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prolongation

[proh-lawng-gey-shuh n, -long-] /ˌproʊ lɔŋˈgeɪ ʃən, -lɒŋ-/
noun
1.
the act of prolonging:
the prolongation of a line.
2.
the state of being prolonged.
3.
a prolonged or extended form.
4.
an added part.
Origin of prolongation
1480-1490
1480-90; < Late Latin prōlongātiōn- (stem of prōlongātiō) extension. See prolongate, -ion
Related forms
nonprolongation, noun
Dictionary.com Unabridged
Based on the Random House Dictionary, © Random House, Inc. 2017.
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Examples from the Web for prolongation
Contemporary Examples
Historical Examples
  • They were thus formed with their line of retreat in prolongation of their front.

    The Story of the Malakand Field Force Sir Winston S. Churchill
  • Geographically it is simply the prolongation of the Venetian plain.

  • It has been one of the main causes of the prolongation of the war.

    1914

    John French, Viscount of Ypres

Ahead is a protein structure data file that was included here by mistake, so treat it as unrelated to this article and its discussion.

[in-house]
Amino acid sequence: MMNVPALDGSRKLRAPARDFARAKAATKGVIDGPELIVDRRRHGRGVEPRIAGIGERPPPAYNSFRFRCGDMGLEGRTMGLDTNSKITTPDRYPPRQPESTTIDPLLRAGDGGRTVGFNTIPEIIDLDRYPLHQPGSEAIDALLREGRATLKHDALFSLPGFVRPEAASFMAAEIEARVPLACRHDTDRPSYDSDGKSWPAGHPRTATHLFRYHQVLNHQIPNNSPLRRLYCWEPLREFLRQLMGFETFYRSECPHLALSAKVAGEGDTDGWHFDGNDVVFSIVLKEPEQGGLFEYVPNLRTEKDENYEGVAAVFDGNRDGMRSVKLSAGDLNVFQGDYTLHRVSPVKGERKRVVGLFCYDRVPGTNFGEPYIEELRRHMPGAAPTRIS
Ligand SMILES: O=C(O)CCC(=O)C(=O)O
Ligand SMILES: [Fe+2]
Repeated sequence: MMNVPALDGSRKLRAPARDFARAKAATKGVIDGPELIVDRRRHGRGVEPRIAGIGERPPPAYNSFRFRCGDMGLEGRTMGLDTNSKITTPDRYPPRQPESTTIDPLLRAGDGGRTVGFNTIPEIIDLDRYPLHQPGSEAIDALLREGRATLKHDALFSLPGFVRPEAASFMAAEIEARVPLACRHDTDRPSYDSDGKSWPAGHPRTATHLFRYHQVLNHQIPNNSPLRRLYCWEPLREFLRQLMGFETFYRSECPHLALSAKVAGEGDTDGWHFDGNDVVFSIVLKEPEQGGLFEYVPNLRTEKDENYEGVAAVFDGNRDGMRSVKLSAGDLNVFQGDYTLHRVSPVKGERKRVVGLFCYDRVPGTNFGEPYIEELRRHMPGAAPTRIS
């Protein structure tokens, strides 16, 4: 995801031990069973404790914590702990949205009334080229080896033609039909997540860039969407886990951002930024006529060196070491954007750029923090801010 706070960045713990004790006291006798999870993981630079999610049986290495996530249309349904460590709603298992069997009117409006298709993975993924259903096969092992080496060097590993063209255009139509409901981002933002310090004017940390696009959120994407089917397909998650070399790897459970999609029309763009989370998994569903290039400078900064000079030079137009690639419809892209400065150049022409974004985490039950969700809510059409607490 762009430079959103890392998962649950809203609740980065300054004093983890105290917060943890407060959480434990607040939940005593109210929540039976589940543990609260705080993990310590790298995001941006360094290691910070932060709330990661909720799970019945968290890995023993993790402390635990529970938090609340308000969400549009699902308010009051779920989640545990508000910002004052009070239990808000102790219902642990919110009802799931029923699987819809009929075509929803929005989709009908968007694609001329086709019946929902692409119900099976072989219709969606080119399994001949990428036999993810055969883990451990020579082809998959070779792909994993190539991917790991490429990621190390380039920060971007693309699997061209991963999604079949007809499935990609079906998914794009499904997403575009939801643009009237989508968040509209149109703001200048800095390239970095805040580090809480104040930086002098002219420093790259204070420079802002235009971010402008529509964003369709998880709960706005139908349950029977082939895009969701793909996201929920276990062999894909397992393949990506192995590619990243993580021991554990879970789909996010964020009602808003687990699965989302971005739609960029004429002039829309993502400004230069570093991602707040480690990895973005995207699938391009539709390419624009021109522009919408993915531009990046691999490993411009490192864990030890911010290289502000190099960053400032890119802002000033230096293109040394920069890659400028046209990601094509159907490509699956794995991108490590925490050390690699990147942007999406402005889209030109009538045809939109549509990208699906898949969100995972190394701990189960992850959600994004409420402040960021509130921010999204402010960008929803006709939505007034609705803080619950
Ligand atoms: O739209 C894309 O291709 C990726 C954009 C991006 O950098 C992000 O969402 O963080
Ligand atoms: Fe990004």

• The antique bed must be considered as the prolongation of the diphros.

    Museum of Antiquity L. W. Yaggy
  • Von Rittenheim was delighted at the prolongation of his happiness.

    A Tar-Heel Baron Mabell Shippie Clarke Pelton
  • The only variety to be expected is in its shrill intensity and prolongation.

  • In the prolongation of the street we see some remains of the convent.

    Historic Paris Jetta S. Wolff
  • About twenty of us had devoted our nights for over a week to the prolongation of a burrow.

Word Origin and History for prolongation
n.

late 14c., from Old French prolongation (14c.), from Late Lation prolongationem (nominative prolongatio), noun of action from past participle stem of Latin prolongare (see prolong).

Online Etymology Dictionary, © 2010 Douglas Harper
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Word Value for prolongation

15
20
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